METRO PLUS

Chords & Notes

TERE AAYE NAVRAATE

T- Series, Rs.35

THOUGH THE music of this cassette has been made to coincide with the Navratras the music composers have laid more emphasis on providing entertainment rather than giving spiritual salvation to the listeners. Even while the lyrics have been penned keeping in mind the devotees, inspiration has been sought from Punjabi pop. Side A begins with "Aaye Navraate", which is average. "Maiya Ji Teri Baahon Mein" isn't impressive. "Sheranwali Ko Manane" and "Aao Ji Aao" prove that the singer Bhupi Chawla needs to rehearse more in order to sound more convincing while singing spiritual songs.

Side B commences with "Maiya Ji Tere Charnon Mein", which again isn't inspiring. "Jwala Maa Ki Jyot", "Saare Karlo Tyari" and "Nagarkot Ki Raniye" are the other three songs.

MAIN NAUKAR MAIYYA KA

T- Series, Rs.35

THOUGH THE songwriters have done their job brilliantly the vocalist, Swami Surendra Buddhiraja, has badly let them down as he doesn't possess the vocal chords to impart justice to the lyrics. Side A starts off with "Ik Vari Maa Ik Vari" in which meaning of the word vari won't be clear to an average Hindi listener. The filmy touch that has been attempted in this album is simply disappointing. "Main Naukar Maiyya Ka" has catchy lyrics. "Mere Gale Ka Gehna" and "Saari Umar Bitaai Tere Naam Mein" are the other two songs.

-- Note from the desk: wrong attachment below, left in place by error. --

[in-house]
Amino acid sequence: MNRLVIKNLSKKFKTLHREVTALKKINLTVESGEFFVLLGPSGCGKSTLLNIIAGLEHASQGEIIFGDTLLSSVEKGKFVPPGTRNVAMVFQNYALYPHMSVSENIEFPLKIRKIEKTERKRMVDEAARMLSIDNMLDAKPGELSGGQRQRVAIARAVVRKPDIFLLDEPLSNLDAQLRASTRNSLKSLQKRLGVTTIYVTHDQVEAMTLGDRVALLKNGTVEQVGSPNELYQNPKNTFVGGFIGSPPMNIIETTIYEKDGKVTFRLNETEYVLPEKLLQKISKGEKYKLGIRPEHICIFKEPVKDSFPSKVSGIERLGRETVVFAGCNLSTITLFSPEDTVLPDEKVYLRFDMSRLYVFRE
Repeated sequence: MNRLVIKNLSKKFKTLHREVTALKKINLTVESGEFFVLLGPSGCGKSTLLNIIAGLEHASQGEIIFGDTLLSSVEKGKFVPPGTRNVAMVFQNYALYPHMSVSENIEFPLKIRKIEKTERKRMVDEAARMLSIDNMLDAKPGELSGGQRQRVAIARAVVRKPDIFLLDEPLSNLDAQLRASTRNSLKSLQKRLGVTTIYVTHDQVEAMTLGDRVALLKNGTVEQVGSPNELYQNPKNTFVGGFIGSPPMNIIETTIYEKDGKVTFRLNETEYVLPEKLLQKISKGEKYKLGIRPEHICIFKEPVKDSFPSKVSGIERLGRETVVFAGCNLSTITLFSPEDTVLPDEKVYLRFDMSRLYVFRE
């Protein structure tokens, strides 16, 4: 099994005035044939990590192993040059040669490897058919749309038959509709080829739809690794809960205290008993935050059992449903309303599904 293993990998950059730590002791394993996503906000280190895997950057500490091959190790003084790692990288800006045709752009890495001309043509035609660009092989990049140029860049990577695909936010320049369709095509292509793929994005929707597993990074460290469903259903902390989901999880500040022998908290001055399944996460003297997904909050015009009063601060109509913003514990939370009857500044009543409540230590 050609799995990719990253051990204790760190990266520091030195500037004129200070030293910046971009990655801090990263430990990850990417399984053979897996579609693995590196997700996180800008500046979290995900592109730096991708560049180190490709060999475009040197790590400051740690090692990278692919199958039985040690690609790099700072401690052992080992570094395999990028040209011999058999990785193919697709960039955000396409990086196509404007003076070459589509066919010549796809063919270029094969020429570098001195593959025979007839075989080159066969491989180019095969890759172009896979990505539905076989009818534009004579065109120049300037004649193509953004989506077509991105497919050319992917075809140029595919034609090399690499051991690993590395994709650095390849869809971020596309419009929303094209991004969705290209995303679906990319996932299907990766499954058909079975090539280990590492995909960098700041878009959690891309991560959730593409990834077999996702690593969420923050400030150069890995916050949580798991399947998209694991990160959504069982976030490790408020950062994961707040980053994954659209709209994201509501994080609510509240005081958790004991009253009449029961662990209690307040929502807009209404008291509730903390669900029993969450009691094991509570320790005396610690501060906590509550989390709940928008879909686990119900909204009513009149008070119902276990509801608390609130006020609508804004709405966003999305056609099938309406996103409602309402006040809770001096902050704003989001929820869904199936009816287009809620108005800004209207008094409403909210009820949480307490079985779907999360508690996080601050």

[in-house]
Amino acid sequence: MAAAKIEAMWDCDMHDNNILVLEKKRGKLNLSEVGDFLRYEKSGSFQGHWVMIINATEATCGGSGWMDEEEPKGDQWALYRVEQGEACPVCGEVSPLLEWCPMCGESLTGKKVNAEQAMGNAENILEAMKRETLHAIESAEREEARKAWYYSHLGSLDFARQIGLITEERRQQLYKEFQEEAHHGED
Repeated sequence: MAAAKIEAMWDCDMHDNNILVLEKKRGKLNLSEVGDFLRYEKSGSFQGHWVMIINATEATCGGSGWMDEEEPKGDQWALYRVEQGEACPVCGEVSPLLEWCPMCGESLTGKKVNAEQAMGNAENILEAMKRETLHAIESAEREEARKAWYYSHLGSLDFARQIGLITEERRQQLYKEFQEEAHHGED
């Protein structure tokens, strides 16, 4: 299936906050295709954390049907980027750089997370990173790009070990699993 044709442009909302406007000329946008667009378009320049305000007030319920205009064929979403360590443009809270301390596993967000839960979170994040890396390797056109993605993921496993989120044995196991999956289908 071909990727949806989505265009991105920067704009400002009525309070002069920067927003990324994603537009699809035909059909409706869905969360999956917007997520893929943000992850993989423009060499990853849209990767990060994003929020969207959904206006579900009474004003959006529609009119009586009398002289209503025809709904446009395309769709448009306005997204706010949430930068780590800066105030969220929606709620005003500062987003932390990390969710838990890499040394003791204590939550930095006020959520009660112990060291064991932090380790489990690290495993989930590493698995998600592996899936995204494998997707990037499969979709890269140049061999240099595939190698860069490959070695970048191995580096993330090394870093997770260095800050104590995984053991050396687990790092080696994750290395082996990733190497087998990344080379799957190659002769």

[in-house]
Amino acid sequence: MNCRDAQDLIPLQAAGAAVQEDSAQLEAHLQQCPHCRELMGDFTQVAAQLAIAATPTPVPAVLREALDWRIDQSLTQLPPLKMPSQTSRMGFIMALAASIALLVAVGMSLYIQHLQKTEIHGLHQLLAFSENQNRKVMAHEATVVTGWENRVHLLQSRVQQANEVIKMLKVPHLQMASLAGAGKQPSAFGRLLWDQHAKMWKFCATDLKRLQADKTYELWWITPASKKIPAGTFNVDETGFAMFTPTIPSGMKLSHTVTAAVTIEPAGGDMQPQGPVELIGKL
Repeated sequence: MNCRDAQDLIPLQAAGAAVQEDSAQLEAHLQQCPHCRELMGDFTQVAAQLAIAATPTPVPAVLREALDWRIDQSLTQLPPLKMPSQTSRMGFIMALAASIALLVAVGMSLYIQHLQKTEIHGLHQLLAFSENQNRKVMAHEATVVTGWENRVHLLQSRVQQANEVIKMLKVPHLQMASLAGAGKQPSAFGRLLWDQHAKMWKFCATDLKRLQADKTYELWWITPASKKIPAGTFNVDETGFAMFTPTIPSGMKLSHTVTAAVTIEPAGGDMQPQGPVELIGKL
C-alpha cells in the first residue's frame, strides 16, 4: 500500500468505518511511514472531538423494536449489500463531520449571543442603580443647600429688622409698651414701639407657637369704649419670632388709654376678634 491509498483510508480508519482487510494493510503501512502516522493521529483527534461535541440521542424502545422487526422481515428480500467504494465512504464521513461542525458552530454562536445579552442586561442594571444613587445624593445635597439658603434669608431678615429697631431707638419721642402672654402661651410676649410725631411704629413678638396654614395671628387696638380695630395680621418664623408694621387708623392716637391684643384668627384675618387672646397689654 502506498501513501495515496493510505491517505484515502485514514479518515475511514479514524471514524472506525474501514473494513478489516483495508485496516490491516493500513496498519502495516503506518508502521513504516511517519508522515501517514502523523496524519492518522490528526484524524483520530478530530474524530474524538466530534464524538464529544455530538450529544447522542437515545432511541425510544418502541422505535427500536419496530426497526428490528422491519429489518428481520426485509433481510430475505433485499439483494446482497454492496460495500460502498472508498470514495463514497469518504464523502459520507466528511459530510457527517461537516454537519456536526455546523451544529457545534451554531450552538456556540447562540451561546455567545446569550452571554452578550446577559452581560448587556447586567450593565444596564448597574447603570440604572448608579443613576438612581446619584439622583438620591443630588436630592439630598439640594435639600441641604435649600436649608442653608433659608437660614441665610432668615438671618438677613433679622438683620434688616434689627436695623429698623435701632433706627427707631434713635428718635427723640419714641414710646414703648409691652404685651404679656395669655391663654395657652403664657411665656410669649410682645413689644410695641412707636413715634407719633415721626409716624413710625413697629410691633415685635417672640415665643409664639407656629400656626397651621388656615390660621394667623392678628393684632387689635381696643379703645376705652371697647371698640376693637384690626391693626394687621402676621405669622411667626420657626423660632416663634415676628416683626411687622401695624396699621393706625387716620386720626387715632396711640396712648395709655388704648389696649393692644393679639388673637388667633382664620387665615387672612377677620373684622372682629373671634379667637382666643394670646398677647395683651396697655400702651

Chords & Notes

"Beti Badi Pyari Lage Babul Ko" is the first song of side B. The other songs in this side - "Laal Chola Laal", "Der Nahin Hai" and "Milega Zaroor Aaj Nahin To Kal" - are simply lacklustre.

CHINTAN - OM JAAP

Music Today, Rs.50

Chords & Notes

IMAGINE REVIEWING Naada Brahman! But such are the times we live in, since this chanting of `Om' - the Cosmic syllable believed to contain the seed of all creation - is accompanied by musical compositions of mortal origin. Cynacism aside, this is a soothing album featuring recitation of Om in harmony by a chorus of singers. There is also intermittent shloka recitation - in the style prevalent in the North of the country rather than the older tradition of Vedic recitation heard in South India - and some `pravachan' or sermon by Manuji, who explains the significance of Om. The script is by Ved Prakash Phondani. The Om chanting is accompanied by flute, sitar and percussion instruments.

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